How can the local church grow with respect to evangelism?
Joel Beeke explains in this video that there are several sins that the contemporary church falls into in regards to evangelism. The first is prayerlessness. We must cry out to God Almighty. We should never evangelize someone without first spending time in personal prayer. Second, there is a sin of the lack of zeal. Life and death is at stake.
Third, there is this sin of accommodating the Gospel to man’s desires. To make unbelievers comfortable or to minimize sin. Fourth, there is a lack of clarity in presenting the Gospel. This is because of a misconception of who God is, the seriousness of sin, and salvation being only through Christ alone. We need a stronger emphasis on the justice of God and the concept of substitution.
Revelations 22:18-19 (NKJV) – “If anyone adds to these things, God will add to him the plagues that are written in this book; and if anyone takes away from the words of the book of this prophecy, God shall take away his part from the Book of Life, from the holy city, and from the things which are written in this book.”
What can we learn from the holiness of God?
Jason Dohm explains in this video that out of all the attributes of God, holiness is God’s “master attribute.” God is holy. His holiness speaks to all His other attributes. He is holy in His love and mercy. He is separate and no one can compare themselves to God. No one can love as God can or be just as He can.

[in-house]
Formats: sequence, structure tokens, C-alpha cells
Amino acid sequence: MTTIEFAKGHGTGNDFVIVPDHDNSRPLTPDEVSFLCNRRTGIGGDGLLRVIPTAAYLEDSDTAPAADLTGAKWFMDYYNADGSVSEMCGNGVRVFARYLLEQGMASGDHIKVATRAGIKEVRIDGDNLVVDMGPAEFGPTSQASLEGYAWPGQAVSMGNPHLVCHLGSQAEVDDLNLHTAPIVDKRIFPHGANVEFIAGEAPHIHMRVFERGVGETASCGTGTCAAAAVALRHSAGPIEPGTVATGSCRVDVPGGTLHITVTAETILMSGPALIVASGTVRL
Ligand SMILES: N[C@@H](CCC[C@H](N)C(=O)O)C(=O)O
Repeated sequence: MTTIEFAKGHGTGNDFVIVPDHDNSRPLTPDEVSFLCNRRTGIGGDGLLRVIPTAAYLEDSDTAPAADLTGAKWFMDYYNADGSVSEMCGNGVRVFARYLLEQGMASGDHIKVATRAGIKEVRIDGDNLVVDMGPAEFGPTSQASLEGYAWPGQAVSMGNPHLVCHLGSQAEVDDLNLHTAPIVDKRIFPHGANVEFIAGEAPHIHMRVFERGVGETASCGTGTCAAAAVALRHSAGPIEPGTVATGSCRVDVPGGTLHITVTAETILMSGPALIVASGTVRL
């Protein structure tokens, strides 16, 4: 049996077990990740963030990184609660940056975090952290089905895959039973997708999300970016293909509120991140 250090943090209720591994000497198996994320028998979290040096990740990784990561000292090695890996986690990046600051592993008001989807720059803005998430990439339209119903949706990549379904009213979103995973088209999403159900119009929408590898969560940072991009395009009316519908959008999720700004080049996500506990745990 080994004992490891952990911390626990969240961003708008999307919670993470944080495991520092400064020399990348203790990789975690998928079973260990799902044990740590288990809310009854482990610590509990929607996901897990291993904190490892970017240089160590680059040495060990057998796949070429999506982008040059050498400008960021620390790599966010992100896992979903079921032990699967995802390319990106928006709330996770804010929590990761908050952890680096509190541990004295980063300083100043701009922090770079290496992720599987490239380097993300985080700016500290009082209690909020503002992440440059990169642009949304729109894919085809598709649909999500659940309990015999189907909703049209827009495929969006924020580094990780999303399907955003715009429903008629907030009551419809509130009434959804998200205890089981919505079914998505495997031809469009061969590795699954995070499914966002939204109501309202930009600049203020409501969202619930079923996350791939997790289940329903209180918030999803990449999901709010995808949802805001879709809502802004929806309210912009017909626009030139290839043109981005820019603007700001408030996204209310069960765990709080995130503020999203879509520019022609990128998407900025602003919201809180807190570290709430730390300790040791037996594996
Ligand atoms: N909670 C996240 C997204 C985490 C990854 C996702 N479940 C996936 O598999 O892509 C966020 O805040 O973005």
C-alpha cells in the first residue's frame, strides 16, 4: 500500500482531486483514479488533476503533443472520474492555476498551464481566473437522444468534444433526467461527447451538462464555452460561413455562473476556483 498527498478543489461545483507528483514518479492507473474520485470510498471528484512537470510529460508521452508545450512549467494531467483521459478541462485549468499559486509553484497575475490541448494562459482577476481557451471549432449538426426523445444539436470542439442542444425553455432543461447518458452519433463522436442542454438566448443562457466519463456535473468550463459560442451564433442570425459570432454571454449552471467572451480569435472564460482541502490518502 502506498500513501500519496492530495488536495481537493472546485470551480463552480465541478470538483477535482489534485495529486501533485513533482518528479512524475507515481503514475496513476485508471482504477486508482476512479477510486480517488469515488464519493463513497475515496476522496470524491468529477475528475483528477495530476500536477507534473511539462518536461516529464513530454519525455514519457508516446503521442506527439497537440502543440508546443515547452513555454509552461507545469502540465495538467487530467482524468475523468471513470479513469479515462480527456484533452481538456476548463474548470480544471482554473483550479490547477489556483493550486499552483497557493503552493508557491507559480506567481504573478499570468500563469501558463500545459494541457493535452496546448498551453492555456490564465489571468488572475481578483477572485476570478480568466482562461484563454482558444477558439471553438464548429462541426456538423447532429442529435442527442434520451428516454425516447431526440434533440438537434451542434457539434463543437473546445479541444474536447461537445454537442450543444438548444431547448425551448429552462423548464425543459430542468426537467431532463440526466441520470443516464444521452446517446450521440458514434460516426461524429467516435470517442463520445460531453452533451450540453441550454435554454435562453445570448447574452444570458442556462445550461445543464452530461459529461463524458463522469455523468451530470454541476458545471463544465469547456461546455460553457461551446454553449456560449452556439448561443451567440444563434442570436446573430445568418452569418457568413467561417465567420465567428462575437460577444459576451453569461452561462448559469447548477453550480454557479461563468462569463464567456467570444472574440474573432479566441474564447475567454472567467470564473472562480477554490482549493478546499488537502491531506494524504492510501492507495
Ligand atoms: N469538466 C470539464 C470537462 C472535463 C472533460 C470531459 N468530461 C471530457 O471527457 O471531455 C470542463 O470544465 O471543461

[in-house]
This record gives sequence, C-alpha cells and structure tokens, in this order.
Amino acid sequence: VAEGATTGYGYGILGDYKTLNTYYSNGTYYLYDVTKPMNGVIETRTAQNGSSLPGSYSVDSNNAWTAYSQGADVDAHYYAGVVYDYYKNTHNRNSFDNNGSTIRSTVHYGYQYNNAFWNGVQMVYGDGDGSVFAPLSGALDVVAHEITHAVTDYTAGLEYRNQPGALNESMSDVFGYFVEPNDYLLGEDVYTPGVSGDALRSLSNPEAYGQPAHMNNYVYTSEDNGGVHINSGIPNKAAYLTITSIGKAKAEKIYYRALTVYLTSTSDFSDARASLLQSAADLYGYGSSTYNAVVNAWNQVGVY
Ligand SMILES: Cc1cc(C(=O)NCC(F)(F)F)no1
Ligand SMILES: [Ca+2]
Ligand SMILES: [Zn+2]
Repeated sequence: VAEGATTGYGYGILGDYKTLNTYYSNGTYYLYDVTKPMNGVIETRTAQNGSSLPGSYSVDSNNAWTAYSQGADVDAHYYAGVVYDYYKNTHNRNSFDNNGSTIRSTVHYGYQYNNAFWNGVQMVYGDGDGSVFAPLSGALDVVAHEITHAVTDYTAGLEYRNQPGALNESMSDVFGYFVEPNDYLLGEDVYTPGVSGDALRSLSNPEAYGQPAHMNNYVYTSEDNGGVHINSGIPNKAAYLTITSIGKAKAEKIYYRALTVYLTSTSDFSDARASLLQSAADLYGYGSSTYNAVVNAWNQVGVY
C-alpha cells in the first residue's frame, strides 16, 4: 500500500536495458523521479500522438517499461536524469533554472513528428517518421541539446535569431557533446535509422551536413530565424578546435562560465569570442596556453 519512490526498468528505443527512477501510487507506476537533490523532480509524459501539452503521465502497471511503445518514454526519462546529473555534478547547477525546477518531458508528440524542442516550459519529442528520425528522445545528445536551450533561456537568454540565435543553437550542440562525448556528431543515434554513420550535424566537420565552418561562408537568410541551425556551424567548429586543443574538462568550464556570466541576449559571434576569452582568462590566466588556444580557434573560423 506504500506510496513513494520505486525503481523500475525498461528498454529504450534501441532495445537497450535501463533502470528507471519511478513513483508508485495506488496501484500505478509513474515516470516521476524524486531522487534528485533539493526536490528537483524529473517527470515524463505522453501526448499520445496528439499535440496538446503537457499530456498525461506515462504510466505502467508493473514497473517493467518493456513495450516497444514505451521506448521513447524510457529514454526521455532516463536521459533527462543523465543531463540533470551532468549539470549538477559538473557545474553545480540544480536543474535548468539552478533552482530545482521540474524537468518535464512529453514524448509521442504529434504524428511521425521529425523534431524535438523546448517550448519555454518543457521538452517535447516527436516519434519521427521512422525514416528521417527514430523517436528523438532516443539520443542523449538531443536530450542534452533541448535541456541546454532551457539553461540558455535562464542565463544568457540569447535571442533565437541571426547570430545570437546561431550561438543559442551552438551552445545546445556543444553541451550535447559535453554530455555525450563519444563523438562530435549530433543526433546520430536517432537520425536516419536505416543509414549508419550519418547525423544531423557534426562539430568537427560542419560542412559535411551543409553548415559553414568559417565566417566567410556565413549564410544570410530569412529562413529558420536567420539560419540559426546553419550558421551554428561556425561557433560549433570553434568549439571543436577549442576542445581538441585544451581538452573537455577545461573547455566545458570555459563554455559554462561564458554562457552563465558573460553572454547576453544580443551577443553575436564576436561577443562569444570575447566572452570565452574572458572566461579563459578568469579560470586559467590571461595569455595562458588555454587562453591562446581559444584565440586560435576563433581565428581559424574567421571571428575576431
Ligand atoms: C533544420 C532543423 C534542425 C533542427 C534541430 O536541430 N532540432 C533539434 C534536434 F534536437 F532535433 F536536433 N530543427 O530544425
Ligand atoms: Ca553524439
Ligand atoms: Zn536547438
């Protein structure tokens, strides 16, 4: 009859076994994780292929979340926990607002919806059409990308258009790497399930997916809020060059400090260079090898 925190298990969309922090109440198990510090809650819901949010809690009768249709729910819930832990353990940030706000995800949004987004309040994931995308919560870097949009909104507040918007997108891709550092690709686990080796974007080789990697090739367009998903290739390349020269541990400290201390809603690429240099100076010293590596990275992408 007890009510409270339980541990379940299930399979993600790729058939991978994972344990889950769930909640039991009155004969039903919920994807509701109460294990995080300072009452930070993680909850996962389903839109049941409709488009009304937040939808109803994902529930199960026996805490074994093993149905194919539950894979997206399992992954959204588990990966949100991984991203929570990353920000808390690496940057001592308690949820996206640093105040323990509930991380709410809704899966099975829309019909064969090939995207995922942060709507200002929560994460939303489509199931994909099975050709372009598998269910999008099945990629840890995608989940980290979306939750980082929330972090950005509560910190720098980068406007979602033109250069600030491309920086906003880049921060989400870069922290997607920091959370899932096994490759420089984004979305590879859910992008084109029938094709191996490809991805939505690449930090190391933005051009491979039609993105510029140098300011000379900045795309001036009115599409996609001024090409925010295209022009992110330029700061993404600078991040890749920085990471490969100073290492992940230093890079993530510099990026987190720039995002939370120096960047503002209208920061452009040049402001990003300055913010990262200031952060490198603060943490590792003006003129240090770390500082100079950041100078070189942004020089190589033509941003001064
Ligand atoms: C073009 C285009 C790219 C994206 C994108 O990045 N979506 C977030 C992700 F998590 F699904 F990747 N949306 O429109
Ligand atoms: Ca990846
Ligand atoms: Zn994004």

Paul says in Ephesians 5:1 that we are to be “imitators of God as dear children.” As Christians, we are to learn to imitate and act like God. As children of God, we should strive to be like our heavenly Father. This is the duty of the Christian - to learn how to imitate or act as God commands. To be set apart from the world, as He is.
1 Peter 1:16 (NKJV) – “Be holy, for I am holy.”
What happens to a church that is devoted to the Word of God?
Kevin Swanson explains in this video that embracing the world is failing our churches and families. If the church compromises and mirrors the way the world does things, the church, families, and society will be corrupted. The Word of God must be brought to bear in all areas of life. Faithfulness to God’s Word benefits and strengths the church, families, and society. Yet, the often church decides that God’s Word is not sufficient.
If you walk in God’s ways, He will bless you. Even though there are detractors to living according to Scripture, we are still called to be faithful to the commands of God. If a church is governed by the Word of God, families and future families will be blessed. For instance, sons will have a vision to disciple their children for God just as they saw their father and other men within the church do.
2 Corinthians 5:9-10 (NKJV) – “Therefore we make it our aim, whether present or absent, to be well pleasing to Him. For we must all appear before the judgment seat of Christ, that each one may receive the things done in the body, according to what he has done, whether good or bad.”
What are the effects of separating justification from sanctification?